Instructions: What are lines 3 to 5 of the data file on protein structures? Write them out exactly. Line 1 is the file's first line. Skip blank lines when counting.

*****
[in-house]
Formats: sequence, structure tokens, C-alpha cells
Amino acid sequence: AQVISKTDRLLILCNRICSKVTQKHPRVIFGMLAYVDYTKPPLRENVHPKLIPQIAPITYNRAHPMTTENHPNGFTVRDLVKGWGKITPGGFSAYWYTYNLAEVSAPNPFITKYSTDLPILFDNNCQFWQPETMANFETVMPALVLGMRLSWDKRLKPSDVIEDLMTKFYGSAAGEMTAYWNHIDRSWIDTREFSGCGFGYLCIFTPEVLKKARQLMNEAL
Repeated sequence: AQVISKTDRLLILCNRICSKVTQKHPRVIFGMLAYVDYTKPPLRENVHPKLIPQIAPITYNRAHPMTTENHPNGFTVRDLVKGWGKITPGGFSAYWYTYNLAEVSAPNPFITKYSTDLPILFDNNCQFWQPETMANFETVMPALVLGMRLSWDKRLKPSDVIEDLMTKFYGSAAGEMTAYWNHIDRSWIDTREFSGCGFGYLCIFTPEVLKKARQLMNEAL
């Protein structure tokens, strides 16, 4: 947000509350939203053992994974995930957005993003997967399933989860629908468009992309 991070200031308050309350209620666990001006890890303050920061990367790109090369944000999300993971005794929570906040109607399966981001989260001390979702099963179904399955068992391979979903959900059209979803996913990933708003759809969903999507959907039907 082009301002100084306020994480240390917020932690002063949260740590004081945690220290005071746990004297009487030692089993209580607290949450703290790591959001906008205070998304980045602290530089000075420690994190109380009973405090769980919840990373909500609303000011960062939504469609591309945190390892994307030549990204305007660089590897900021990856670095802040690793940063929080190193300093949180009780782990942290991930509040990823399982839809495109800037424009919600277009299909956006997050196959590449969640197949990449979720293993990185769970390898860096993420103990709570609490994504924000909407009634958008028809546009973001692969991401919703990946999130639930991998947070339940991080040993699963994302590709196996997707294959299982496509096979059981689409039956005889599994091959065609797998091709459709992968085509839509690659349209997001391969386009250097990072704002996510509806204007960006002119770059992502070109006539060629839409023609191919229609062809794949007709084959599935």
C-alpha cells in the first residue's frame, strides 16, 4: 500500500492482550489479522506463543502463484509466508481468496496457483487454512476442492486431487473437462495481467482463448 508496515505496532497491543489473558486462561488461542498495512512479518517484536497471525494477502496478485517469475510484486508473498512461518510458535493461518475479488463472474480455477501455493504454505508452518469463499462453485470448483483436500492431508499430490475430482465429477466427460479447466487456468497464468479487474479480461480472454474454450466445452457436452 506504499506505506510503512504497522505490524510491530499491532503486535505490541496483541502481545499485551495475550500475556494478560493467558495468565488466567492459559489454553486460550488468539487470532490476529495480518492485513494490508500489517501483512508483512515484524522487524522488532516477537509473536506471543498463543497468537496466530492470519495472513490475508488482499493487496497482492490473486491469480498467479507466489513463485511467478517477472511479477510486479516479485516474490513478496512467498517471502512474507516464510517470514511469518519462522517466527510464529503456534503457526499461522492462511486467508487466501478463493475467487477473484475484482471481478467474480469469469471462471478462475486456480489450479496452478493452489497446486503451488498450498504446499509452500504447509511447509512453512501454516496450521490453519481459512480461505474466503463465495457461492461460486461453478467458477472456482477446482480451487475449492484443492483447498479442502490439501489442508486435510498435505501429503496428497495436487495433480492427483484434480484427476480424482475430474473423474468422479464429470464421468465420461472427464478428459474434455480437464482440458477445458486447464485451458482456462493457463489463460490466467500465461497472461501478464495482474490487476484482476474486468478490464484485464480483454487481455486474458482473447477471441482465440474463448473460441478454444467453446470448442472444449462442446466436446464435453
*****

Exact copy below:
Amino acid sequence: AQVISKTDRLLILCNRICSKVTQKHPRVIFGMLAYVDYTKPPLRENVHPKLIPQIAPITYNRAHPMTTENHPNGFTVRDLVKGWGKITPGGFSAYWYTYNLAEVSAPNPFITKYSTDLPILFDNNCQFWQPETMANFETVMPALVLGMRLSWDKRLKPSDVIEDLMTKFYGSAAGEMTAYWNHIDRSWIDTREFSGCGFGYLCIFTPEVLKKARQLMNEAL
Repeated sequence: AQVISKTDRLLILCNRICSKVTQKHPRVIFGMLAYVDYTKPPLRENVHPKLIPQIAPITYNRAHPMTTENHPNGFTVRDLVKGWGKITPGGFSAYWYTYNLAEVSAPNPFITKYSTDLPILFDNNCQFWQPETMANFETVMPALVLGMRLSWDKRLKPSDVIEDLMTKFYGSAAGEMTAYWNHIDRSWIDTREFSGCGFGYLCIFTPEVLKKARQLMNEAL
């Protein structure tokens, strides 16, 4: 947000509350939203053992994974995930957005993003997967399933989860629908468009992309 991070200031308050309350209620666990001006890890303050920061990367790109090369944000999300993971005794929570906040109607399966981001989260001390979702099963179904399955068992391979979903959900059209979803996913990933708003759809969903999507959907039907 082009301002100084306020994480240390917020932690002063949260740590004081945690220290005071746990004297009487030692089993209580607290949450703290790591959001906008205070998304980045602290530089000075420690994190109380009973405090769980919840990373909500609303000011960062939504469609591309945190390892994307030549990204305007660089590897900021990856670095802040690793940063929080190193300093949180009780782990942290991930509040990823399982839809495109800037424009919600277009299909956006997050196959590449969640197949990449979720293993990185769970390898860096993420103990709570609490994504924000909407009634958008028809546009973001692969991401919703990946999130639930991998947070339940991080040993699963994302590709196996997707294959299982496509096979059981689409039956005889599994091959065609797998091709459709992968085509839509690659349209997001391969386009250097990072704002996510509806204007960006002119770059992502070109006539060629839409023609191919229609062809794949007709084959599935």